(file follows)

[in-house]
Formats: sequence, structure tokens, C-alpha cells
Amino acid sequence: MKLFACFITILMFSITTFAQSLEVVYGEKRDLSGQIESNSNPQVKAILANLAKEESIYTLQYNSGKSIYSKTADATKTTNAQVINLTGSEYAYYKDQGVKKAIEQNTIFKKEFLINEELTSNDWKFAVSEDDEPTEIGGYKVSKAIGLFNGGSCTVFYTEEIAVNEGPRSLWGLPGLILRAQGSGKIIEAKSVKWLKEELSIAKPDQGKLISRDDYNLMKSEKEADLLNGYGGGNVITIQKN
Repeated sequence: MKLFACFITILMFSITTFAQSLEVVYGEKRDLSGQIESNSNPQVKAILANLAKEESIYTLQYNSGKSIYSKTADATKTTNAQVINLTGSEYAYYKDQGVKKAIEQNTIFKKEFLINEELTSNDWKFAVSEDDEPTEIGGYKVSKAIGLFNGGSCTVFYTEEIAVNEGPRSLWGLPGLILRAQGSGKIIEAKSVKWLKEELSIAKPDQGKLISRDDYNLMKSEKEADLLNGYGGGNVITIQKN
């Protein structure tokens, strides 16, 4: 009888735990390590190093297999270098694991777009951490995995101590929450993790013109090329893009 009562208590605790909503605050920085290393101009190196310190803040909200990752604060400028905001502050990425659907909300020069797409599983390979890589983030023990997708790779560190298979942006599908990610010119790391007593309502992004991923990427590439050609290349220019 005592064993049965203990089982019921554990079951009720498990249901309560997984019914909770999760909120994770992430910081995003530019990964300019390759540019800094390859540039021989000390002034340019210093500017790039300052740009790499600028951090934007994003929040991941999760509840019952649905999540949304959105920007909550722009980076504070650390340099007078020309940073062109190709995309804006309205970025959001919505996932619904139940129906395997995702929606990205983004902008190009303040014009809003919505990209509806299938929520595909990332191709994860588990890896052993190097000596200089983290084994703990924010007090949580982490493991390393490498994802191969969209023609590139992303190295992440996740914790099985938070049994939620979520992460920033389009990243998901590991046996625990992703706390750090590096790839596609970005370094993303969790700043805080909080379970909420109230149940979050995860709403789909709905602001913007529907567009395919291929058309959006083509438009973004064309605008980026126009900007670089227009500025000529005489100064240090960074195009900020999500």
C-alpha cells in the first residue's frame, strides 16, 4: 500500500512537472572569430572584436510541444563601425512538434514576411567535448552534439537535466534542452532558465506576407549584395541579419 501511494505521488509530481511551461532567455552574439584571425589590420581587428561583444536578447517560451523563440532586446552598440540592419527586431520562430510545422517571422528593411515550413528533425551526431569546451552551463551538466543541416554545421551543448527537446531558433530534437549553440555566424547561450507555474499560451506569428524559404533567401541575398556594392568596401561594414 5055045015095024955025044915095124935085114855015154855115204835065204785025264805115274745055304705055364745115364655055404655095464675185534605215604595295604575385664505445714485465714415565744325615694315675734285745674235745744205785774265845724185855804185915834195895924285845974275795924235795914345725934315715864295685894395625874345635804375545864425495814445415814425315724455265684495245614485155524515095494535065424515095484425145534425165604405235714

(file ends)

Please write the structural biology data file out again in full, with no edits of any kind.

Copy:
[in-house]
Formats: sequence, structure tokens, C-alpha cells
Amino acid sequence: MKLFACFITILMFSITTFAQSLEVVYGEKRDLSGQIESNSNPQVKAILANLAKEESIYTLQYNSGKSIYSKTADATKTTNAQVINLTGSEYAYYKDQGVKKAIEQNTIFKKEFLINEELTSNDWKFAVSEDDEPTEIGGYKVSKAIGLFNGGSCTVFYTEEIAVNEGPRSLWGLPGLILRAQGSGKIIEAKSVKWLKEELSIAKPDQGKLISRDDYNLMKSEKEADLLNGYGGGNVITIQKN
Repeated sequence: MKLFACFITILMFSITTFAQSLEVVYGEKRDLSGQIESNSNPQVKAILANLAKEESIYTLQYNSGKSIYSKTADATKTTNAQVINLTGSEYAYYKDQGVKKAIEQNTIFKKEFLINEELTSNDWKFAVSEDDEPTEIGGYKVSKAIGLFNGGSCTVFYTEEIAVNEGPRSLWGLPGLILRAQGSGKIIEAKSVKWLKEELSIAKPDQGKLISRDDYNLMKSEKEADLLNGYGGGNVITIQKN
């Protein structure tokens, strides 16, 4: 009888735990390590190093297999270098694991777009951490995995101590929450993790013109090329893009 009562208590605790909503605050920085290393101009190196310190803040909200990752604060400028905001502050990425659907909300020069797409599983390979890589983030023990997708790779560190298979942006599908990610010119790391007593309502992004991923990427590439050609290349220019 005592064993049965203990089982019921554990079951009720498990249901309560997984019914909770999760909120994770992430910081995003530019990964300019390759540019800094390859540039021989000390002034340019210093500017790039300052740009790499600028951090934007994003929040991941999760509840019952649905999540949304959105920007909550722009980076504070650390340099007078020309940073062109190709995309804006309205970025959001919505996932619904139940129906395997995702929606990205983004902008190009303040014009809003919505990209509806299938929520595909990332191709994860588990890896052993190097000596200089983290084994703990924010007090949580982490493991390393490498994802191969969209023609590139992303190295992440996740914790099985938070049994939620979520992460920033389009990243998901590991046996625990992703706390750090590096790839596609970005370094993303969790700043805080909080379970909420109230149940979050995860709403789909709905602001913007529907567009395919291929058309959006083509438009973004064309605008980026126009900007670089227009500025000529005489100064240090960074195009900020999500």
C-alpha cells in the first residue's frame, strides 16, 4: 500500500512537472572569430572584436510541444563601425512538434514576411567535448552534439537535466534542452532558465506576407549584395541579419 501511494505521488509530481511551461532567455552574439584571425589590420581587428561583444536578447517560451523563440532586446552598440540592419527586431520562430510545422517571422528593411515550413528533425551526431569546451552551463551538466543541416554545421551543448527537446531558433530534437549553440555566424547561450507555474499560451506569428524559404533567401541575398556594392568596401561594414 5055045015095024955025044915095124935085114855015154855115204835065204785025264805115274745055304705055364745115364655055404655095464675185534605215604595295604575385664505445714485465714415565744325615694315675734285745674235745744205785774265845724185855804185915834195895924285845974275795924235795914345725934315715864295685894395625874345635804375545864425495814445415814425315724455265684495245614485155524515095494535065424515095484425145534425165604405235714